If your out-of-state driver’s license is lost OR if your out-of-state license is from American Samoa, Guam, or the U.S. Virgin Islands, you must obtain a certified copy of your driver history dated within 60 days.

Military personnel and dependents stationed in Connecticut are not required to obtain a Connecticut license.

Driver’s License Requirements for Undocumented CT Residents

Connecticut’s Drive Only program is for undocumented individuals over 16 who cannot establish their legal presence in the U.S. or do not have a Social Security number. To apply for a Drive Only License, complete the following steps:

  1. Gather documents required as laid out in the Drive Only Document Checklist (Spanish).
  2. Schedule an appointment to take the vision and knowledge tests.
  3. Pay the $40 testing fee and, if you pass the tests, the $19 learner’s permit fee. These fees will be collected when you make your appointment.
  4. Sign an affidavit, when you make your appointment, stating that you have filed or will file an application to legalize your immigration status.
  5. Take the vision and knowledge tests. You should bring your glasses or contact lenses if you need them to pass the vision test. If you fail the vision test, you cannot take the knowledge test. If you fail either test, you will be required to schedule another appointment.
  6. Complete all driver training requirements with your learner’s permit.
  7. Schedule an appointment to take your road test.
  8. Pay the $40 testing fee and, if you pass the test, the $72 Drive Only license fee.

A Drive Only license allows you to drive a vehicle, but is not valid for federal identification purposes and cannot be used to vote.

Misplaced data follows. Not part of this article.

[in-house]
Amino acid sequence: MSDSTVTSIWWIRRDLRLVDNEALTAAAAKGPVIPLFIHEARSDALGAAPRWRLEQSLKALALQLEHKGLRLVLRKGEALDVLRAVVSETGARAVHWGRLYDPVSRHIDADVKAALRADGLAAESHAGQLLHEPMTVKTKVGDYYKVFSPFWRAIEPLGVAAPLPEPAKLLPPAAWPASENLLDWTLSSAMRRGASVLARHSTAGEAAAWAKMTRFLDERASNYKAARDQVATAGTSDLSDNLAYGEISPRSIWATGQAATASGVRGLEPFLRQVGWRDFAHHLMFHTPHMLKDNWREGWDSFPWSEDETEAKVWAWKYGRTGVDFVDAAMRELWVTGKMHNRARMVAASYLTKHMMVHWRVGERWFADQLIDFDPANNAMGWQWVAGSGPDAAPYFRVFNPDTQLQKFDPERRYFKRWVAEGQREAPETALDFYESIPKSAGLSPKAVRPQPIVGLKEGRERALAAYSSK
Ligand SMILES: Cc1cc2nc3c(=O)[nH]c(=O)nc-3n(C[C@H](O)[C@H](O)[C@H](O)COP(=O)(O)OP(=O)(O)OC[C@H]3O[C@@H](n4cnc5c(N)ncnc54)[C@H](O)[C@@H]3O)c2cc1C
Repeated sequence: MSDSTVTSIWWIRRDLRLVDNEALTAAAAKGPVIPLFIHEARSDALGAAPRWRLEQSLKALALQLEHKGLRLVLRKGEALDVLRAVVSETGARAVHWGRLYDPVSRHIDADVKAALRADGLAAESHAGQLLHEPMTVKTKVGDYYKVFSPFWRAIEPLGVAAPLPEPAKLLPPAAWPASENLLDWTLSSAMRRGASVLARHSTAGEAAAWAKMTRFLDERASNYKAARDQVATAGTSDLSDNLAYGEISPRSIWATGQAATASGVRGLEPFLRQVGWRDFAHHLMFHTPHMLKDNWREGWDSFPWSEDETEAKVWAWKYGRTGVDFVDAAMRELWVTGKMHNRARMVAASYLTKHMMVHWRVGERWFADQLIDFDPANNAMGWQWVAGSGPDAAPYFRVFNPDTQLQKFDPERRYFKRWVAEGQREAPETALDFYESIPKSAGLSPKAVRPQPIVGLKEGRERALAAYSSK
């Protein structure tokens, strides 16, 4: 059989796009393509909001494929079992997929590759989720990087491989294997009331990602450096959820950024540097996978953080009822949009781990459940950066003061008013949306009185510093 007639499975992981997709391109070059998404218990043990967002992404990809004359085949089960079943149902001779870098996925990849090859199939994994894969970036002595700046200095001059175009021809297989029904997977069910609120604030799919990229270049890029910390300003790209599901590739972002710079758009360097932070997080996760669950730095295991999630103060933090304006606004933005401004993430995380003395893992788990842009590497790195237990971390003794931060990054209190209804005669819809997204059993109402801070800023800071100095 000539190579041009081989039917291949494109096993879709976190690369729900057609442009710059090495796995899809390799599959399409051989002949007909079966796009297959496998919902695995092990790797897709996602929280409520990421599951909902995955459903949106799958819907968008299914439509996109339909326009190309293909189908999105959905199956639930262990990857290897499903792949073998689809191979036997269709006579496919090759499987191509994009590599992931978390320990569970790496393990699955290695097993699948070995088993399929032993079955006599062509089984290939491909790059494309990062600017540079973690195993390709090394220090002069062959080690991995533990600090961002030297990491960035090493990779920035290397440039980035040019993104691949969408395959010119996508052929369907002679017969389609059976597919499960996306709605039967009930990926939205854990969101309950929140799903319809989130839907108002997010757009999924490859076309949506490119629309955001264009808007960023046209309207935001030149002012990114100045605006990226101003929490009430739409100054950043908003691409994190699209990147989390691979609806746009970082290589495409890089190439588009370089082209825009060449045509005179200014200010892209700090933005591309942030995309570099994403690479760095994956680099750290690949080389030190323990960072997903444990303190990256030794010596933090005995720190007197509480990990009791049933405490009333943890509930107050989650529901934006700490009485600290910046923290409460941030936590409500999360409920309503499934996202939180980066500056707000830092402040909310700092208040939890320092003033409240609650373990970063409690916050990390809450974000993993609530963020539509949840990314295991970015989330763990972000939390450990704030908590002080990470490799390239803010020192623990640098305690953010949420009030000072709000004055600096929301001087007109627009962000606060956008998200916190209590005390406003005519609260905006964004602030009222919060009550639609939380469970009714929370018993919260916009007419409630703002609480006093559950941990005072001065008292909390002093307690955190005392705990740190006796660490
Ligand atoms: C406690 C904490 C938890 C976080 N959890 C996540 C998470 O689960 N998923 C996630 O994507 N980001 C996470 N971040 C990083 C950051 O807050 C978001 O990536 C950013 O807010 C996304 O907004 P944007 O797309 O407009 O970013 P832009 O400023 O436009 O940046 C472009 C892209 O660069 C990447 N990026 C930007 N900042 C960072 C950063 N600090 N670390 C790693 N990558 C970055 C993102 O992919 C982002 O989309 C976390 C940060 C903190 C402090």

Connecticut DMV Motorcycle Permit & License Info

In Connecticut, a motorcycle endorsement allows you to drive a 2- or 3-wheel motorcycle on public highways. The motorcycle endorsement is designated by the letter “M” on your driver’s license. An “M” designation with a “3” restriction only allows you to operate 3-wheel motorcycles. You can obtain a motorcycle endorsement by completing the following steps:

  1. Possess a valid Connecticut driver’s license. If you do not have a driver’s license already, follow the steps above to obtain one.
  2. If you are under 18, present a notarized Certificate of Parental Consent (form 2-D).
  3. Complete an Application for Non-Commercial Learner’s Permit and/or Driver’s License (form R-229).
  4. Schedule an appointment to take the motorcycle knowledge and vision tests. You should bring your glasses or contact lenses if you need them to pass the vision test.
  5. Obtain a motorcycle learner’s permit (optional). Once you pass the motorcycle knowledge and vision tests, you have the option to obtain a motorcycle learner’s permit, which allows you to gain experience on the road and operate a motorcycle without an endorsement for up to 60 days. See the motorcycle permit section below.
  6. Pay the $40 testing fee and $16 permit fee (if obtaining a permit).
  7. Complete a motorcycle safety course. The novice motorcycle safety course must be approved by the Connecticut DMV, and include both classroom and on the road skills training.
  8. Bring your course completion certificate to the DMV. When you have successfully completed your motorcycle safety course, you must go to the DMV to have the “M” designation added to your driver’s license. The “3” restriction will be added to your license unless you passed the motorcycle safety course on a 2-wheel motorcycle.

Once you get your motorcycle endorsement, you must observe the following restrictions: